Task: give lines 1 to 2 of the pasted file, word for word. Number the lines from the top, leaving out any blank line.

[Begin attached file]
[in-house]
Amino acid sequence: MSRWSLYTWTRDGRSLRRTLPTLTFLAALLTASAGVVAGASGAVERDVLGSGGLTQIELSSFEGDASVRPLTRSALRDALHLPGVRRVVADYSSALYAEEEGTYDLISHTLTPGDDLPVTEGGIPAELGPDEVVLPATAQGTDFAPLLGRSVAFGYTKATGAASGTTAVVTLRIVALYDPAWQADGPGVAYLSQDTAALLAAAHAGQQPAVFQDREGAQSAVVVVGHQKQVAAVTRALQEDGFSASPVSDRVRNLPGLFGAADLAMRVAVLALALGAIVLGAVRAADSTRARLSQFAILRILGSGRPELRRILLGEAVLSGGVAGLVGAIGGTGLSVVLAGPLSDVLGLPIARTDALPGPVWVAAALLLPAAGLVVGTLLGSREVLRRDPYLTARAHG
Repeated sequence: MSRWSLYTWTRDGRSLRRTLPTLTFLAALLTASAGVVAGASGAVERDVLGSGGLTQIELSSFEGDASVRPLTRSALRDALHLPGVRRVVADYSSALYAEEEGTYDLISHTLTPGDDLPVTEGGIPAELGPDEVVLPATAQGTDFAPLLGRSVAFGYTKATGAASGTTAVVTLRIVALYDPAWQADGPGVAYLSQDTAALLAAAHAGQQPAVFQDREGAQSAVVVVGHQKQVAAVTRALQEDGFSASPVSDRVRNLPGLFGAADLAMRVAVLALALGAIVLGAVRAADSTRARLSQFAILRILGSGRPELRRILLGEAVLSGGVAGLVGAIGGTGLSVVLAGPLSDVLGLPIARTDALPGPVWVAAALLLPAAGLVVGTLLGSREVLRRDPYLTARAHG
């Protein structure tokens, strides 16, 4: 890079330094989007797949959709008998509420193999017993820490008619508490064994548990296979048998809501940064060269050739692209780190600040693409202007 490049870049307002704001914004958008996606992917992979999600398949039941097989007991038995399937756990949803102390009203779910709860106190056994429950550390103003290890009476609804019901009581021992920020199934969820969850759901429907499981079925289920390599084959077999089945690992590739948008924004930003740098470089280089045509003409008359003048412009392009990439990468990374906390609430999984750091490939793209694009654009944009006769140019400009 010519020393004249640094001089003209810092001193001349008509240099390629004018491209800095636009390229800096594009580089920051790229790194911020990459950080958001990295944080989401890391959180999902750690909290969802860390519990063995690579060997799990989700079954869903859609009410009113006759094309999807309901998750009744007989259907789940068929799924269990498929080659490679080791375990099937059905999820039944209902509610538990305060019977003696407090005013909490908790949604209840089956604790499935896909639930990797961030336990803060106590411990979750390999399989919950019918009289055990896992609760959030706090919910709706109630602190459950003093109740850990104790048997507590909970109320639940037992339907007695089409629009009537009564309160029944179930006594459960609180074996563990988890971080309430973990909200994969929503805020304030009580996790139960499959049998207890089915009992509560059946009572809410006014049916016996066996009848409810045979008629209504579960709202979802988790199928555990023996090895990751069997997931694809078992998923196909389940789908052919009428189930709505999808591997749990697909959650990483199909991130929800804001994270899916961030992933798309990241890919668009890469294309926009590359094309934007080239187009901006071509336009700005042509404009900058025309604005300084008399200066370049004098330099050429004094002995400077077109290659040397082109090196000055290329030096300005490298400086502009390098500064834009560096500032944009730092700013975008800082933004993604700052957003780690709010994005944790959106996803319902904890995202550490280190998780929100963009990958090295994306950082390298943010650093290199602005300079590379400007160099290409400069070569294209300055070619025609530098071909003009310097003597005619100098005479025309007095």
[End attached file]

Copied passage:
[in-house]
Amino acid sequence: MSRWSLYTWTRDGRSLRRTLPTLTFLAALLTASAGVVAGASGAVERDVLGSGGLTQIELSSFEGDASVRPLTRSALRDALHLPGVRRVVADYSSALYAEEEGTYDLISHTLTPGDDLPVTEGGIPAELGPDEVVLPATAQGTDFAPLLGRSVAFGYTKATGAASGTTAVVTLRIVALYDPAWQADGPGVAYLSQDTAALLAAAHAGQQPAVFQDREGAQSAVVVVGHQKQVAAVTRALQEDGFSASPVSDRVRNLPGLFGAADLAMRVAVLALALGAIVLGAVRAADSTRARLSQFAILRILGSGRPELRRILLGEAVLSGGVAGLVGAIGGTGLSVVLAGPLSDVLGLPIARTDALPGPVWVAAALLLPAAGLVVGTLLGSREVLRRDPYLTARAHG